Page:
Patients stop using benzodiazepines after trying medicinal cannabis

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An analysis conducted by researchers from the Faculty of Medicine at the University of Dalhousie, Canada concluded that of 146 patients who consumed benzodiazepines, 30% stopped using them after being prescribed medicinal cannabis.

Benzodiazepines are a class of drugs used in medicine for their sedative properties, which act in neurological conditions and anxiety. However, the study that has been published in the International Journal “Cannabis and Cannabinoid Research” was intended to seek alternatives due to the problematic side effects of these pills.

“After completing, on average, 2 months of medicinal cannabis prescription, 30.1% of patients discontinued benzodiazepines,” the study notes.

The analysis was mediated by means of statistical data that were rigorously analyzed each time the researchers prescribed the medicine. This information is part of the database of the Canabo Clinic, a clinic specialized in Canada on this type of medicine.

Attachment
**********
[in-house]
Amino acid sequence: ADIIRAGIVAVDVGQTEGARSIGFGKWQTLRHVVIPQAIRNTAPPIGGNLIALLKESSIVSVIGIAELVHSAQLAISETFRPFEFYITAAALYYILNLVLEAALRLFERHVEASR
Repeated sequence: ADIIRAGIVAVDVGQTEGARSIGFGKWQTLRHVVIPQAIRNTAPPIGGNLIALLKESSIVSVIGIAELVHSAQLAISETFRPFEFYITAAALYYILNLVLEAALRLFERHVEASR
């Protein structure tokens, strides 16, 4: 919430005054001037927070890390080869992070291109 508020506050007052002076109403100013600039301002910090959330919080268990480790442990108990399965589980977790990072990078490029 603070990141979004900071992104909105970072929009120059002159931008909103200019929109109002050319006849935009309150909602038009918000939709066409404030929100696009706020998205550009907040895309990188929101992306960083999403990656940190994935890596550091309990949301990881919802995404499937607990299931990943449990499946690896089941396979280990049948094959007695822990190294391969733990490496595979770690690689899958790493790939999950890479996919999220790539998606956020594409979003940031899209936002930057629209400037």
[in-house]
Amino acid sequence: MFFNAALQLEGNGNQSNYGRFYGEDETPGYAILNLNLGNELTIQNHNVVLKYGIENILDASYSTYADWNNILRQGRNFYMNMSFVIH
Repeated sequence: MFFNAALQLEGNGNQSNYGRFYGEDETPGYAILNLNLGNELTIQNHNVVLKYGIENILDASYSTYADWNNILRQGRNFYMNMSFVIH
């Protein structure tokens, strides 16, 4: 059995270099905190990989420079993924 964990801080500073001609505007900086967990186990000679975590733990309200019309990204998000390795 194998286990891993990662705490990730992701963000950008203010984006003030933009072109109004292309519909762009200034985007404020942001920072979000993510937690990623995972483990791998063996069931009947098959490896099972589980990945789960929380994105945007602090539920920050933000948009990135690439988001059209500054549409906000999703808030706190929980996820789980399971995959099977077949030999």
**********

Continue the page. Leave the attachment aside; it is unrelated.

“In a post-prescription follow-up, 65 of the total patients (44.5%) stopped taking them. During the final follow-up, after 3 cannabis prescriptions, the number went up to 45.2% “

According to the study, 61% were women and of these, 54% said they had used cannabis before. The discontinuity of benzodiazepine use shows a stable dropout rate for an average of six months.

The descriptive statistics were used to quantify the proportion of the use of benzodiazepines over time in medicinal cannabis therapy.

Read the full study at this link:

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